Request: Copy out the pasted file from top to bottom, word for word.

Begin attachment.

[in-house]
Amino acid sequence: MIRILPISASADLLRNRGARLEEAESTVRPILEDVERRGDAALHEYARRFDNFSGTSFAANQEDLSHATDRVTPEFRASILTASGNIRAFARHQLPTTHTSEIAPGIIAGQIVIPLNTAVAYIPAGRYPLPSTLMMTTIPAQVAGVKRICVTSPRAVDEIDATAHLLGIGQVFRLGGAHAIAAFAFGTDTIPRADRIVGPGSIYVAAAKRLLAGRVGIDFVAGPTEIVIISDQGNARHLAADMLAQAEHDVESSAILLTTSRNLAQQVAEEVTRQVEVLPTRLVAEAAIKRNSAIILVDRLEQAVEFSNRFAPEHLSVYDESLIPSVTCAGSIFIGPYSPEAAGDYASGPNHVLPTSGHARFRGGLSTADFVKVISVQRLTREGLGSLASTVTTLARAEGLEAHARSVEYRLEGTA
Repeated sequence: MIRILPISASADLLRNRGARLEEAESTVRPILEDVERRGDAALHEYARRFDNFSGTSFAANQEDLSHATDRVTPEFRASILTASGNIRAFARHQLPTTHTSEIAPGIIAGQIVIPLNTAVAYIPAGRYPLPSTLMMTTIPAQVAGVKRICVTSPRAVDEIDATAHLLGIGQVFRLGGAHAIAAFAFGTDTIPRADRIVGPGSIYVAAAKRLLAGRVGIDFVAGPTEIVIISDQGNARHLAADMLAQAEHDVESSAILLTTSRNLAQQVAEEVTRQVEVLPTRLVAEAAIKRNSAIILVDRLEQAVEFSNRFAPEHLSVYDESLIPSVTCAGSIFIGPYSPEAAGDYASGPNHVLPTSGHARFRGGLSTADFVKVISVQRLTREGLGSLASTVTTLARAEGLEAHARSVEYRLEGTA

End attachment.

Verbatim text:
[in-house]
Amino acid sequence: MIRILPISASADLLRNRGARLEEAESTVRPILEDVERRGDAALHEYARRFDNFSGTSFAANQEDLSHATDRVTPEFRASILTASGNIRAFARHQLPTTHTSEIAPGIIAGQIVIPLNTAVAYIPAGRYPLPSTLMMTTIPAQVAGVKRICVTSPRAVDEIDATAHLLGIGQVFRLGGAHAIAAFAFGTDTIPRADRIVGPGSIYVAAAKRLLAGRVGIDFVAGPTEIVIISDQGNARHLAADMLAQAEHDVESSAILLTTSRNLAQQVAEEVTRQVEVLPTRLVAEAAIKRNSAIILVDRLEQAVEFSNRFAPEHLSVYDESLIPSVTCAGSIFIGPYSPEAAGDYASGPNHVLPTSGHARFRGGLSTADFVKVISVQRLTREGLGSLASTVTTLARAEGLEAHARSVEYRLEGTA
Repeated sequence: MIRILPISASADLLRNRGARLEEAESTVRPILEDVERRGDAALHEYARRFDNFSGTSFAANQEDLSHATDRVTPEFRASILTASGNIRAFARHQLPTTHTSEIAPGIIAGQIVIPLNTAVAYIPAGRYPLPSTLMMTTIPAQVAGVKRICVTSPRAVDEIDATAHLLGIGQVFRLGGAHAIAAFAFGTDTIPRADRIVGPGSIYVAAAKRLLAGRVGIDFVAGPTEIVIISDQGNARHLAADMLAQAEHDVESSAILLTTSRNLAQQVAEEVTRQVEVLPTRLVAEAAIKRNSAIILVDRLEQAVEFSNRFAPEHLSVYDESLIPSVTCAGSIFIGPYSPEAAGDYASGPNHVLPTSGHARFRGGLSTADFVKVISVQRLTREGLGSLASTVTTLARAEGLEAHARSVEYRLEGTA